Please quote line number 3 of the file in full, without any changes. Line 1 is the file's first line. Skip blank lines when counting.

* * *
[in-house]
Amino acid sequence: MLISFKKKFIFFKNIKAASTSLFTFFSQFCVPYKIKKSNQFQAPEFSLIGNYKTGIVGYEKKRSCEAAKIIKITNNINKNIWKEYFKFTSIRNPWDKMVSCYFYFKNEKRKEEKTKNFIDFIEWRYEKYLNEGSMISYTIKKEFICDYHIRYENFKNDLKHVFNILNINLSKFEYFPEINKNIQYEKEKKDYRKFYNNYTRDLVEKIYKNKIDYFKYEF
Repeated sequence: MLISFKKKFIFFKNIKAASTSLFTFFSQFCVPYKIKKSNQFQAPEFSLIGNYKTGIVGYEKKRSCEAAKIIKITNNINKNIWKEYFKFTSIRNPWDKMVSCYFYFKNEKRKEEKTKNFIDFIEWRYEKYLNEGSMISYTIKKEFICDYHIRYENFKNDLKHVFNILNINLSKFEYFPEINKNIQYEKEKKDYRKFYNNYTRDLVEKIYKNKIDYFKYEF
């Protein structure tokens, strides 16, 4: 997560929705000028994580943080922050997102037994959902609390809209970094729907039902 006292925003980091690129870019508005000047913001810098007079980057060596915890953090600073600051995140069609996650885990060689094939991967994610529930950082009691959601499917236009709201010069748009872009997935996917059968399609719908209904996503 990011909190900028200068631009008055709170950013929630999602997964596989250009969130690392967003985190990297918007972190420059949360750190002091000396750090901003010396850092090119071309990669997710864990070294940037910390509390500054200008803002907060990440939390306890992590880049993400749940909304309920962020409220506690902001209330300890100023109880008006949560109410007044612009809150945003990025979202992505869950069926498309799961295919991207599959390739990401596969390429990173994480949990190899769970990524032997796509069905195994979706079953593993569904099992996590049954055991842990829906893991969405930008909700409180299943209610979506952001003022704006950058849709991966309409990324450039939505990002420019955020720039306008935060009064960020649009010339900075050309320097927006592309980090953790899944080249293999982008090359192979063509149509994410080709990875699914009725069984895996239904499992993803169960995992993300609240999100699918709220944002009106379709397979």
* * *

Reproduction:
Repeated sequence: MLISFKKKFIFFKNIKAASTSLFTFFSQFCVPYKIKKSNQFQAPEFSLIGNYKTGIVGYEKKRSCEAAKIIKITNNINKNIWKEYFKFTSIRNPWDKMVSCYFYFKNEKRKEEKTKNFIDFIEWRYEKYLNEGSMISYTIKKEFICDYHIRYENFKNDLKHVFNILNINLSKFEYFPEINKNIQYEKEKKDYRKFYNNYTRDLVEKIYKNKIDYFKYEF